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The Prince by Niccolò Machiavelli
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The Prince (1513)

by Niccolò Machiavelli

Other authors: See the other authors section.

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15,695126113 ()220
  1. 121
    Utopia by Thomas More (2below)
    2below: Each one is fascinating in its own right but I think reading both (or reading them concurrently, as I did) provides an interesting perspective on two seemingly opposed extremes.
  2. 41
    Maxims and Reflections (Ricordi) by Francesco Guicciardini (timoroso)
    timoroso: Guicciardini, a friend and colleague of Machiavelli, wrote a book of maxims sometimes profound in themselves, other times interesting to compare to Machiavelli's opinions. The subject matter for both is essentially the same: how to act in a politically and ethically thoroughly unstable world.… (more)
  3. 53
    The Republic by Plato (caflores)
  4. 21
    On the Nature of War by Carl von Clausewitz (sirparsifal)
  5. 03
    The Enchantress of Florence by Salman Rushdie (Othemts)
  6. 115
    Alice's Adventures in Wonderland by Lewis Carroll (Ciruelo, Othemts)
    Ciruelo: Really. Both are classic studies in the workings of power.
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» See also 220 mentions

English (104)  Spanish (6)  French (5)  Italian (3)  Finnish (2)  Danish (2)  Dutch (2)  Portuguese (1)  Swedish (1)  All languages (126)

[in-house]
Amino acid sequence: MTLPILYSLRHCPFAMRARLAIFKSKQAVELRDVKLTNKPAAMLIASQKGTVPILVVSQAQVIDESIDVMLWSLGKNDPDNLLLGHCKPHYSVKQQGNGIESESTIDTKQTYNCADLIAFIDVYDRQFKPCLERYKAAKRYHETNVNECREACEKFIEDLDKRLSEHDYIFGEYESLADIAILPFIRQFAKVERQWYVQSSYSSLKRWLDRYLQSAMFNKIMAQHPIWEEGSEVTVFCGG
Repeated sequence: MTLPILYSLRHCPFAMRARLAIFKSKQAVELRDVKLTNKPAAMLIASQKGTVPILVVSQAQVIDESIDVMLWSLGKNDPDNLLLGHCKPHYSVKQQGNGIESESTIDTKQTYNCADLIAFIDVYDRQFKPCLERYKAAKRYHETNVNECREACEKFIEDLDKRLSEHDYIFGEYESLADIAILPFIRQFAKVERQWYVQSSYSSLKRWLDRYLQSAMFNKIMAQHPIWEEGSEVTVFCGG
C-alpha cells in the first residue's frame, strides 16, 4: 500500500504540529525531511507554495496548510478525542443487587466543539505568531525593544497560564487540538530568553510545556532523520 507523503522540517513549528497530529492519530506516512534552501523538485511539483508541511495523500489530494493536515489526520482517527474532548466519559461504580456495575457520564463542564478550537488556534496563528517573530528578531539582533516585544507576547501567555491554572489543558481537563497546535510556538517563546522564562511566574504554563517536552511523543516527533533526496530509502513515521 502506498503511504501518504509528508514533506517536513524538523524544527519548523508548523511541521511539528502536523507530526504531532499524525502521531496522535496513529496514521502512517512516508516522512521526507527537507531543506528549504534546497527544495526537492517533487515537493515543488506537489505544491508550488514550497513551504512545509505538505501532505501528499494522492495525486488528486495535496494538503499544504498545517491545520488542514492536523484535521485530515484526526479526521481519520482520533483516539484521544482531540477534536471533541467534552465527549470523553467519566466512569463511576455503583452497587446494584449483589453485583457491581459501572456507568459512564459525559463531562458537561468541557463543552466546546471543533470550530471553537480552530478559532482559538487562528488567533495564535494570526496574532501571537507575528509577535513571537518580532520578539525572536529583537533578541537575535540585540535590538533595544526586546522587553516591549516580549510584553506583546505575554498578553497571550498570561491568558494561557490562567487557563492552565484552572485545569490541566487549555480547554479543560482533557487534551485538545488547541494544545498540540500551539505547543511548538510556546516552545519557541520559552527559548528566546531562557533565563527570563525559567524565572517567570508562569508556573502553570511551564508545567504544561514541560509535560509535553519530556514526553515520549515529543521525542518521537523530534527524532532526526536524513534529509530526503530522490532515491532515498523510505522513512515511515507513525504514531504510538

Showing 1-5 of 104 (next | show all)
Dudo que haya político exitoso alguno (en la antiguedad tanto como en la actualidad) que, ha sabiendas o no, haya dejado de seguir las suegerencias que Machiavelli da en este libro. Pero más allá de la política, El Príncipe describe la realidad como es, y cómo hay que ser para alcanzar el éxito en cualquier ámbito. Por tanto debe ser leído por todo aquél que desee éxito en alguna meta que se haya propuesto. Eso sí, debo advertir que las sugerencias que da Machiavelli involucran mentir, engañar y matar. No se le discute que es la manera más efectiva y rápida de obtener lo deseado. Los comentarios de Napoleón Bonaparte sirven para reafirmar las teorías de Machiavelli y realzar la inmoralidad necesaria para ser un buen político. ( )
  JorgeCarvajal | Feb 13, 2015 |
The most memorable introduction I had to this book was that it was one of those enduring sets of ideas, from which each enthused reader would take something different. And indeed that it what I found. The result is that the read tells you little about the end of Italy's dark ages and more about your own personal struggle with life. Machiavelli's nobility, mercenaries and people become like the mountains, valleys and the earth of Chinese philosophy, mere figures for the politics of one's own life.

As someone always on the look out for material, I found this an incredibly rich source. Its strong points are its organised approach and the author's astute understanding of power relations. What is intriguing is that it is hard to tell how much of his knowledge was earned from erudition, how much from conversation and how much from imagination. Some ideas are, as his reputation precedes, controversial, but that does not take away from the overall portrait he paints. Nor does it predict his cloudy ambition or somewhat pure motivations. ( )